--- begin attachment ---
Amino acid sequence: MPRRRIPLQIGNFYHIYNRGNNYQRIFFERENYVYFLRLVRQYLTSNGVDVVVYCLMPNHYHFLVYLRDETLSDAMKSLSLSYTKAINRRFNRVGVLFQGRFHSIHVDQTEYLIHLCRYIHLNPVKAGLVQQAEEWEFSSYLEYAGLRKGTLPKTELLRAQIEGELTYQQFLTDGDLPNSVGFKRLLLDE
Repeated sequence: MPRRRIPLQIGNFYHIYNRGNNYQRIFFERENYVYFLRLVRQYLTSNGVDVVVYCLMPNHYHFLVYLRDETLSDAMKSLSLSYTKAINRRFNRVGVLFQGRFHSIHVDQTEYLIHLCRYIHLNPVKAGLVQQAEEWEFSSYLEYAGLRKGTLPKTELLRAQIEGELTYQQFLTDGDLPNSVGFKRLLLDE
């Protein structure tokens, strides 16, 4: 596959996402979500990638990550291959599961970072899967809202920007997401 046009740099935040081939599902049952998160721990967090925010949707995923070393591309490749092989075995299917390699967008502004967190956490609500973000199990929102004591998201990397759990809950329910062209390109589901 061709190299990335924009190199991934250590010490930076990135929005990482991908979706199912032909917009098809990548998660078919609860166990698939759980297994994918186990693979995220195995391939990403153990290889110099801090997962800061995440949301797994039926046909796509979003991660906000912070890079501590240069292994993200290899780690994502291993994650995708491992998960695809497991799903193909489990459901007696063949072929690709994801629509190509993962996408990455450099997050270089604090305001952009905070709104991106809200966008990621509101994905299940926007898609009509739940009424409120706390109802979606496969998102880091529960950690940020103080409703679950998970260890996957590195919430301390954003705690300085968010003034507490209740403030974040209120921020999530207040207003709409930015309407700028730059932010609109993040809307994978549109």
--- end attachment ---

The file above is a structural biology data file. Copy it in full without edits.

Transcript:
Amino acid sequence: MPRRRIPLQIGNFYHIYNRGNNYQRIFFERENYVYFLRLVRQYLTSNGVDVVVYCLMPNHYHFLVYLRDETLSDAMKSLSLSYTKAINRRFNRVGVLFQGRFHSIHVDQTEYLIHLCRYIHLNPVKAGLVQQAEEWEFSSYLEYAGLRKGTLPKTELLRAQIEGELTYQQFLTDGDLPNSVGFKRLLLDE
Repeated sequence: MPRRRIPLQIGNFYHIYNRGNNYQRIFFERENYVYFLRLVRQYLTSNGVDVVVYCLMPNHYHFLVYLRDETLSDAMKSLSLSYTKAINRRFNRVGVLFQGRFHSIHVDQTEYLIHLCRYIHLNPVKAGLVQQAEEWEFSSYLEYAGLRKGTLPKTELLRAQIEGELTYQQFLTDGDLPNSVGFKRLLLDE
């Protein structure tokens, strides 16, 4: 596959996402979500990638990550291959599961970072899967809202920007997401 046009740099935040081939599902049952998160721990967090925010949707995923070393591309490749092989075995299917390699967008502004967190956490609500973000199990929102004591998201990397759990809950329910062209390109589901 061709190299990335924009190199991934250590010490930076990135929005990482991908979706199912032909917009098809990548998660078919609860166990698939759980297994994918186990693979995220195995391939990403153990290889110099801090997962800061995440949301797994039926046909796509979003991660906000912070890079501590240069292994993200290899780690994502291993994650995708491992998960695809497991799903193909489990459901007696063949072929690709994801629509190509993962996408990455450099997050270089604090305001952009905070709104991106809200966008990621509101994905299940926007898609009509739940009424409120706390109802979606496969998102880091529960950690940020103080409703679950998970260890996957590195919430301390954003705690300085968010003034507490209740403030974040209120921020999530207040207003709409930015309407700028730059932010609109993040809307994978549109």